Pakistani opposition chief Nawaz Sharif says a protest convoy he is
leading toward the capital Islamabad is a "prelude to a revolution."
Mr. Sharif spoke Sunday before his convoy left his home city of Lahore
bound for the capital Islamabad, 260 kilometers away. Thousands of his
supporters marched behind him.
The activists plan to rally outside Pakistan's parliament Monday to
pressure the government into reinstating Supreme Court judges deposed
by former President Pervez Musharraf.
Pakistani police set up barricades on the edges of Lahore to try to
block Mr. Sharif's convoy, but his supporters removed them. Police also
barricaded roads into Islamabad with shipping containers.
Earlier Sunday, Mr. Sharif's supporters flooded Lahore's streets in
defiance of a government ban and forced police to retreat. Violence
erupted when some protesters threw stones at the police, who responded
with tear gas and baton charges.
Pakistan's government has ordered a nationwide crackdown on opposition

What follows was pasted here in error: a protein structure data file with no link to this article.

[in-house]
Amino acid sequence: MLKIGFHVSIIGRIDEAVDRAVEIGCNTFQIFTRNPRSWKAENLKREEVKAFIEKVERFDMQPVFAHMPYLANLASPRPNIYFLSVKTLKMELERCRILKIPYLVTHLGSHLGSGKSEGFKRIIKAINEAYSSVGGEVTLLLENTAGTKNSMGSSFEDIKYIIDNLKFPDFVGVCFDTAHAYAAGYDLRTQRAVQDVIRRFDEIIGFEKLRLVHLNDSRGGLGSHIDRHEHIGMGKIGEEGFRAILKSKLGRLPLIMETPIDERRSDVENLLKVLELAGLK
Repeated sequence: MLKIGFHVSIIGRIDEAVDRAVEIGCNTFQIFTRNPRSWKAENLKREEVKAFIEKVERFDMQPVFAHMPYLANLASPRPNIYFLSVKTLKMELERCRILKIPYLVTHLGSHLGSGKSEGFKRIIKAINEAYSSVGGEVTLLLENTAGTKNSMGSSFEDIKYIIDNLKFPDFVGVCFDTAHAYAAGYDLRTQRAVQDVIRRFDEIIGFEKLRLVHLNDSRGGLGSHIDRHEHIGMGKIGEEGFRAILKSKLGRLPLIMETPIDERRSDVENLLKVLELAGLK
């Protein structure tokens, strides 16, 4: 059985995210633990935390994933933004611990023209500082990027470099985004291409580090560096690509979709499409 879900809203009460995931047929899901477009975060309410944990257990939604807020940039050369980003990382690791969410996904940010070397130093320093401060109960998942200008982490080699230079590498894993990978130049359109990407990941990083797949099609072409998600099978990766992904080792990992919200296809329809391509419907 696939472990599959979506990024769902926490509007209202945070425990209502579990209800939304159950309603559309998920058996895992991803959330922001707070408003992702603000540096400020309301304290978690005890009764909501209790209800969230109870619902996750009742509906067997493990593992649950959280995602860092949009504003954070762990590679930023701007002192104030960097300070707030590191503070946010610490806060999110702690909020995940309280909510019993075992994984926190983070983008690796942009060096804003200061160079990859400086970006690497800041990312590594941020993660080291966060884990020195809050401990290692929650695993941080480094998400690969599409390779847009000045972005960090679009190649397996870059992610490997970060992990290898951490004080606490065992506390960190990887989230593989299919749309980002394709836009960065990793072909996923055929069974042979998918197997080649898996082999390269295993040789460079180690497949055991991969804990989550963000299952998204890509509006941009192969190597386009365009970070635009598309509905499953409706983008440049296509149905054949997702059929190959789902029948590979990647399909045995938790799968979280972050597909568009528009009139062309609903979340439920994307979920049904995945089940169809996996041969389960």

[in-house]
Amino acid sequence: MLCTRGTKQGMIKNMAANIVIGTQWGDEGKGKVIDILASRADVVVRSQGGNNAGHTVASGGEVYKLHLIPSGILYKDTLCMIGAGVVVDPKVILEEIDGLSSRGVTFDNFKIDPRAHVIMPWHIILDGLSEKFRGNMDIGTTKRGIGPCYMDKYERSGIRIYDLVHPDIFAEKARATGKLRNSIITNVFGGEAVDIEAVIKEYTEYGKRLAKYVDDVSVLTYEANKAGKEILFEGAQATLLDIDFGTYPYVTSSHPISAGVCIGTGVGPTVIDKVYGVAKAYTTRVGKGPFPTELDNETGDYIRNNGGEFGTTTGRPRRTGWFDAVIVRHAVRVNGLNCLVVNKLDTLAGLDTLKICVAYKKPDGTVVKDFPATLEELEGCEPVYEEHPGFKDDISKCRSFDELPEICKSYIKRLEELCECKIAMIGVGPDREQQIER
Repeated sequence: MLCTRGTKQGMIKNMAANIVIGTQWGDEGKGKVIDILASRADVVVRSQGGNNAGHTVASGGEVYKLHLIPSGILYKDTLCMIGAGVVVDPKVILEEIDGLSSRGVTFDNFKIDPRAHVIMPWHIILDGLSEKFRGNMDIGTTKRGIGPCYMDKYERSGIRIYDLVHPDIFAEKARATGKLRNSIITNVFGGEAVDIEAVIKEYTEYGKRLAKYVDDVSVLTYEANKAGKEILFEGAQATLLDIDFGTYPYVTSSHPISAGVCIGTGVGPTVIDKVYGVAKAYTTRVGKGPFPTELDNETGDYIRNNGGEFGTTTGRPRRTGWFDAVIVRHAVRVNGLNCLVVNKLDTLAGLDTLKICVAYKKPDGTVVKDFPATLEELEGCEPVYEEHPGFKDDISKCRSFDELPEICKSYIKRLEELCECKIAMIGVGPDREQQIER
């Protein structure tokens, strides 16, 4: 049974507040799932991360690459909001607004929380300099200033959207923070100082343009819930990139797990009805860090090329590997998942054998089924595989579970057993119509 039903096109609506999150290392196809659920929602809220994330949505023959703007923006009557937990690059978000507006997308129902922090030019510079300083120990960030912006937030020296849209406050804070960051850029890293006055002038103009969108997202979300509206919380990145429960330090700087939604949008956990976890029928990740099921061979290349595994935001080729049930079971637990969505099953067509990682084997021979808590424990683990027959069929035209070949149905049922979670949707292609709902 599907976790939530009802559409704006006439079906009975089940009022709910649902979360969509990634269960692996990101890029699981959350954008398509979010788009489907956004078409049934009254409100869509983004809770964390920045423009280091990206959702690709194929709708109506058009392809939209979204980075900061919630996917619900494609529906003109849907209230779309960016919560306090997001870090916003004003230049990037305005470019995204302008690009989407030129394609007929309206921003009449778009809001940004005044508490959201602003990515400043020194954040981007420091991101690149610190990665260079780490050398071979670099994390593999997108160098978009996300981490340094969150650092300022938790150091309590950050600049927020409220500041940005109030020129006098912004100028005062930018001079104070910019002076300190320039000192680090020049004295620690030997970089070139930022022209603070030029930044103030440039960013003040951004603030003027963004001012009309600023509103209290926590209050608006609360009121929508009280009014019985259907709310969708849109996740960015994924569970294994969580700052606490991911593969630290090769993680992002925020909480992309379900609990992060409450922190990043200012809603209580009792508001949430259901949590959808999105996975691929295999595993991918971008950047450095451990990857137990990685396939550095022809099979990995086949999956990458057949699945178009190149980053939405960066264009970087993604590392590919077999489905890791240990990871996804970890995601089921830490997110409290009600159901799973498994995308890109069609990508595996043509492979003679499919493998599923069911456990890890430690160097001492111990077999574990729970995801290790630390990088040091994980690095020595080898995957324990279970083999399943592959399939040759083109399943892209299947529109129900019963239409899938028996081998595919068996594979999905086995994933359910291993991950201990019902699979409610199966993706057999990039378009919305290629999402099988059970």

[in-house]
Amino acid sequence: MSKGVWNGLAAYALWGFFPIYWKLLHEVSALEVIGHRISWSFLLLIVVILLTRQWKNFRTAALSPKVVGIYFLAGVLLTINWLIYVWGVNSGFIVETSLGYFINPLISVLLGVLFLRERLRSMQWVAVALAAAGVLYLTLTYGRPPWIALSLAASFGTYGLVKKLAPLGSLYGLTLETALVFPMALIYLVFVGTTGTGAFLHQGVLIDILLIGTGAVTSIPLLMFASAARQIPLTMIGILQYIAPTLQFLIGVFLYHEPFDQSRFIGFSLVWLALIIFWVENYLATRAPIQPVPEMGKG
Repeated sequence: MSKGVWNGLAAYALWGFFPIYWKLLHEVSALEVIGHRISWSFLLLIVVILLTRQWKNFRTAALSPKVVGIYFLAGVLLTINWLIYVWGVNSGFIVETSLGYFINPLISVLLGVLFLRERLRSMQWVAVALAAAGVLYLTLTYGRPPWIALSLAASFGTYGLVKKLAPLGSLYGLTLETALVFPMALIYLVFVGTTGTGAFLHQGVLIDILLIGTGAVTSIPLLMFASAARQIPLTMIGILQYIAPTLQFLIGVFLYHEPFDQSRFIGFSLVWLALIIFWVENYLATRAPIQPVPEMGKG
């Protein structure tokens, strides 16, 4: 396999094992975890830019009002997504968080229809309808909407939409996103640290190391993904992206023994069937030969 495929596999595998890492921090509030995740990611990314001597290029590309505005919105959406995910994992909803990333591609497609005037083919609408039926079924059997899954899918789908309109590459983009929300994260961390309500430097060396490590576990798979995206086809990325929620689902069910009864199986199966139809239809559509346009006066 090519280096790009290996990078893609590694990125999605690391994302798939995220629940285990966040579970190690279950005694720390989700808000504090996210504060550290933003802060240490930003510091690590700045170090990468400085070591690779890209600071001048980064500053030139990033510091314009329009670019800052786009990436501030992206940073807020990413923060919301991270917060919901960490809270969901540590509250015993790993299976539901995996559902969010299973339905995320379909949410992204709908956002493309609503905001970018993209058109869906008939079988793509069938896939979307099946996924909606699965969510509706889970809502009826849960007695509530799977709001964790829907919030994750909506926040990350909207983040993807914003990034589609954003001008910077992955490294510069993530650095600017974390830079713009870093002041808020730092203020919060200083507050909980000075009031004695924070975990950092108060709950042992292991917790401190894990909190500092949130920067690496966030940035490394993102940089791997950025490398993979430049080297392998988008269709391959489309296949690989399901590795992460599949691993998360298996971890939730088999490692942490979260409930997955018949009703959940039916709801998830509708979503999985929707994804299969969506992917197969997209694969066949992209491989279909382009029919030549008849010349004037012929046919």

protests that began Wednesday, saying the move is needed to maintain
security. It says the proper place to debate the restoration of judges
is in Pakistan's parliament, not the streets.
Before leaving his Lahore home Sunday, Mr. Sharif urged supporters to
join him on a "long march" to Islamabad. He accused the government of
Pakistani President Asif Ali Zardari of turning the country into a
Mr. Sharif's Pakistan Muslim League-N party says police who surrounded
his residence early Sunday carried orders to place him and his brother
under house arrest for three days. But the police did not stop the
opposition leader's convoy from exiting the compound.
The whereabouts of his brother Shahbaz Sharif, also a politician, were unknown.
Pakistan's Supreme Court barred the Sharif brothers from holding
elected office last month, prompting both to join a lawyers' campaign
for an independent judiciary.
President Zardari has rejected the campaign's demand to restore the
Supreme Court justices ousted by his predecessor. Doing so could lead
to the reopening of corruption cases against Mr. Zardari, jeopardizing
his eligibility to lead the country.
U.S. officials have expressed concern that Pakistan's political crisis
could distract it from tackling militants along the Afghan border.
Pakistan's government promised Saturday to review the Supreme Court
ruling on the Sharif brothers, but the opposition dismissed the
proposal as insufficient.